The story of Emily Brontë's Wuthering Heights has been one of the most influential and powerful piece of literature ever written. After being published, it garnered a lot of interest because of the theme that was deemed misleading and critically unfit for society. The main theme of the book revolves around the evolution of love, passion and cruelty. During the first half of the book, Catherine showed different types of love for two different people. Her love for Heathcliff was her everything, it was her identity to love and live for Heathcliff but as soon as she found out how society views Heathcliff, she sacrificed their love and married Edgar Linton in the hopes of saving Heathcliff from Hindley and protecting him from the eyes of society. In her conversation with Nelly, Cathy who professed her love for Heathcliff quoted “My great miseries in this world have been Heathcliff's miseries, and I watched and felt each from the beginning: my great thought in living is himself.” Catherine proved Nelly Dean that the only person who can make her feel pain and sorrow is Heathcliff. The extent of her love was uncovered when she sang her praise of “I am Heathcliff” because this was the turning point in the book that allowed the readers to truly understand and see the depth of Cathy's love for Heathcliff. On the other hand, Catherine's love for Edgar wasn't natural because it was a love that she taught herself to feel. It might have come unknowingly to Cathy but she did love Edgar as she said “My love for Linton is like the foliage in the woods: time will change it, I'm well aware, as winter changes the trees.” Cathy knew that it was not impossible to love Edgar for he was a sweet and kind gentleman who showed her the world but unlike ... ... middle of paper ... ...e characters and made them act based on their passion. However, it was also love that destroyed and created cruelty. Happiness is a choice and so is love. The purest kind of love can inflict the greatest pain in the world just like how Heathcliff and Catherine's love was, so close yet so far. Reference: Bloomfield, Dennis. "An Analysis Of The Causes And Effects Of Sickness And Death In Wuthering Heights." Bronte Studies 36.3 (2011): 289-298. Academic Search Complete. Web. 13 Feb. 2014. Bronte, Emily. Wuthering Heights. 1847. New York: Penguin Books, 2003. Phillips, James. "The Two Faces Of Love In Wuthering Heights." Bronte Studies 32.2 (2007): 96-105. Academic Search Complete. Web. 13 Feb. 2014. Seichepine, Marielle. "Childhood And Innocence In Wuthering Heights." Bronte Studies 29.3 (2004): 209-215. Academic Search Complete. Web. 13 Feb. 2014.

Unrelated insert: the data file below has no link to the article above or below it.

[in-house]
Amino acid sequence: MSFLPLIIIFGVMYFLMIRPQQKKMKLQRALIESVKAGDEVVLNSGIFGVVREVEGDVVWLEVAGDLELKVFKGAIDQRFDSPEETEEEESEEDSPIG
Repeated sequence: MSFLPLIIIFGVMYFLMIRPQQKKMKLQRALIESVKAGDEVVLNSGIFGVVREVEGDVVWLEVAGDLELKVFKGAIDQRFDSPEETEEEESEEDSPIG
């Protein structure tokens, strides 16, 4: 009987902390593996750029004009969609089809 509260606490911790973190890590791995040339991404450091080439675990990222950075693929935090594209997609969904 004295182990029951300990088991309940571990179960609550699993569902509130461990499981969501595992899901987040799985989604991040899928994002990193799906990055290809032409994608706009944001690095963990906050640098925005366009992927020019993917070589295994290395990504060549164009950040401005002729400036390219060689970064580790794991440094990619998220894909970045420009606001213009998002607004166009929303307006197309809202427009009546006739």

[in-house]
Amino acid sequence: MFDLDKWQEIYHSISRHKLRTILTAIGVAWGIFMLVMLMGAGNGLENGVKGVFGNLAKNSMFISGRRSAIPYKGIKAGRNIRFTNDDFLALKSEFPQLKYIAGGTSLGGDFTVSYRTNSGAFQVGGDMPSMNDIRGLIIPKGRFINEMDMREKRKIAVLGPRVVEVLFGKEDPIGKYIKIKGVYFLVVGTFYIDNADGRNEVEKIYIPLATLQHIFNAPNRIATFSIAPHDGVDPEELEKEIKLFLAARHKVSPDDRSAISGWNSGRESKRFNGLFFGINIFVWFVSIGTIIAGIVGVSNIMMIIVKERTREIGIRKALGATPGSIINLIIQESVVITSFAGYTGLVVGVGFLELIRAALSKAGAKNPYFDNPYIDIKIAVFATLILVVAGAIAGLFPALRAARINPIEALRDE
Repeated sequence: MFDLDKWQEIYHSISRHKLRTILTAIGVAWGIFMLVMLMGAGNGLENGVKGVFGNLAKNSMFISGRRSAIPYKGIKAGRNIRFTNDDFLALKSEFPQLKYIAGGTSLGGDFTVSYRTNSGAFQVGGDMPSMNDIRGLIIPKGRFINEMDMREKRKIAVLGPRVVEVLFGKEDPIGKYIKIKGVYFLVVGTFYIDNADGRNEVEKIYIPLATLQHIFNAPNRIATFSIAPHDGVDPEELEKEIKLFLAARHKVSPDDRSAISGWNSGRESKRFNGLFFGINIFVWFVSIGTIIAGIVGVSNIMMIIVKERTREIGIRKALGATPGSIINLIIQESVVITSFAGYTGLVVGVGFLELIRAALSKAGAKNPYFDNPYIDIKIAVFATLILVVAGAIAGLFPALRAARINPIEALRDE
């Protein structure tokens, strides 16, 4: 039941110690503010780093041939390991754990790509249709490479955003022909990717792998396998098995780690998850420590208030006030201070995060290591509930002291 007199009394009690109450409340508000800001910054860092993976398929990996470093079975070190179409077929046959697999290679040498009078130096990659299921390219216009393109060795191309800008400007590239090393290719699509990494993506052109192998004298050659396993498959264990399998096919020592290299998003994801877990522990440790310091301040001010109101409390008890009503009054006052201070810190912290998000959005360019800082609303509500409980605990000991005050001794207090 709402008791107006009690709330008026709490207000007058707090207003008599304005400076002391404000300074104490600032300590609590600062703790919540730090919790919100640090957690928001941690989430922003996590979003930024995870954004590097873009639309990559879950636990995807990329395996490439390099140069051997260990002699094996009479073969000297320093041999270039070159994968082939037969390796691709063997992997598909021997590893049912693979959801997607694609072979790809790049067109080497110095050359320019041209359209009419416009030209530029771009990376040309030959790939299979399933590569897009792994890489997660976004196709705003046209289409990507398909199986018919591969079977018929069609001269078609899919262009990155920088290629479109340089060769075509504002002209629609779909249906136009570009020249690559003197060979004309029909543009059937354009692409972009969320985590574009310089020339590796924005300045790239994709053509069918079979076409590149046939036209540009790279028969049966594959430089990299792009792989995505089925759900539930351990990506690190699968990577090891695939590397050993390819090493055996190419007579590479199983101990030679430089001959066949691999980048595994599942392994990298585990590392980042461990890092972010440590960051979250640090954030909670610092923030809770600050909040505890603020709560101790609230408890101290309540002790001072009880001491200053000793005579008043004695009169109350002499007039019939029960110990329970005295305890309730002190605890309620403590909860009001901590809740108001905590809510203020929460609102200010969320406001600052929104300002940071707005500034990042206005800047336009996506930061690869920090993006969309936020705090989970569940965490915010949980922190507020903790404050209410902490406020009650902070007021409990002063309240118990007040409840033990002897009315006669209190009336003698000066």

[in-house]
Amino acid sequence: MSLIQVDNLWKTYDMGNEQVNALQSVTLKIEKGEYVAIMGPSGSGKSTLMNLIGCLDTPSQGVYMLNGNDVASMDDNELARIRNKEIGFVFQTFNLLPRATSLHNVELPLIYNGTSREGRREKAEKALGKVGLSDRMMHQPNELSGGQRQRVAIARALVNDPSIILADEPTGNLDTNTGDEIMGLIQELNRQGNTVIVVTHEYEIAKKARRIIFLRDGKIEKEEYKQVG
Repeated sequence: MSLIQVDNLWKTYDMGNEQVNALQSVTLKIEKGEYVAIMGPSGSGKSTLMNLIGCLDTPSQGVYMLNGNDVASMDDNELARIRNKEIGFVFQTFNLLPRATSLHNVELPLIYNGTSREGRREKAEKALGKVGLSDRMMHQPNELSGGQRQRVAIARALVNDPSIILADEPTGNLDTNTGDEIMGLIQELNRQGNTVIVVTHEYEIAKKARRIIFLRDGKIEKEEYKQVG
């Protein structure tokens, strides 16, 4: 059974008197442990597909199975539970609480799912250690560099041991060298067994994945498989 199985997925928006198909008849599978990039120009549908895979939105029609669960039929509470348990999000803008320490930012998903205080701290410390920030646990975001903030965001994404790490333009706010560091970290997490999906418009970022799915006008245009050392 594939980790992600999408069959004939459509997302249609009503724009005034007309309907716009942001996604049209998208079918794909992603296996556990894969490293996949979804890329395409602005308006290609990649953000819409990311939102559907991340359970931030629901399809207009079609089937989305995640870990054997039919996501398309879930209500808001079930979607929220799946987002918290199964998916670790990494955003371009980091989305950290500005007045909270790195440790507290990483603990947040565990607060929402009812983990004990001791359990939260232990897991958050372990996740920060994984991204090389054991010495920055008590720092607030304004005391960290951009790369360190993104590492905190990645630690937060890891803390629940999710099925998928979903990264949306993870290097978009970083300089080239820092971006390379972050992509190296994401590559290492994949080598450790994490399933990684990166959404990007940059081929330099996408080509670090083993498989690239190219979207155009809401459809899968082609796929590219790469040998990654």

In this essay, the author
- Explains that emily bront's wuthering heights was one of the most influential and powerful pieces of literature ever written. the main theme revolves around the evolution of love, passion, and cruelty.
- Analyzes how catherine showed different types of love for two different people during the first half of the book. she married edgar linton in the hopes of saving heathcliff from hindley and protecting him from society.
- Analyzes how wuthering heights is a haunting story of love and passion. love unable to choose between heathcliff and edgar, while his passion for revenge supported him.
- Analyzes bloomfield's analysis of the causes and effects of sickness and death in wuthering heights. bronte studies 36.3 (2011): 289-298.
- Analyzes how catherine and heathcliff's love destroyed innocence and purity. they were going to marry edgar because of his wealth and status.
- Analyzes how emily bront exploited love and used it to support her writing.
- Analyzes phillips, james, and seichepine, marielle. "the two faces of love in wuthering heights."
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Comparison Of Heathcliff In Emily Brontë's Wuthering Heights?
In a failed attempt to discourage Isabella Linton’s budding desire for Heathcliff in Emily Brontë’s Wuthering Heights, Nelly Dean does not hesitate in standing behind Catherine’s assertion that he would destroy Isabella if she were to pursue him romantically: “She is better acquainted with his heart than I, or any one besides,” Nelly warns, “and she would never represent him as worse than he is” (103). While Nelly’s plea falls upon deaf ears, her admission rings true—if there is anyone in Wuthering Heights with more insight on Heathcliff’s actions and motives, it is Catherine Earnshaw. Had Brontë aimed to interrogate Heathcliff’s individual growth and regression in Wuthering Heights, Catherine may have narrated the tale, but as the original
Motiffs in The Novel Wuthering Heights by Emily Bronte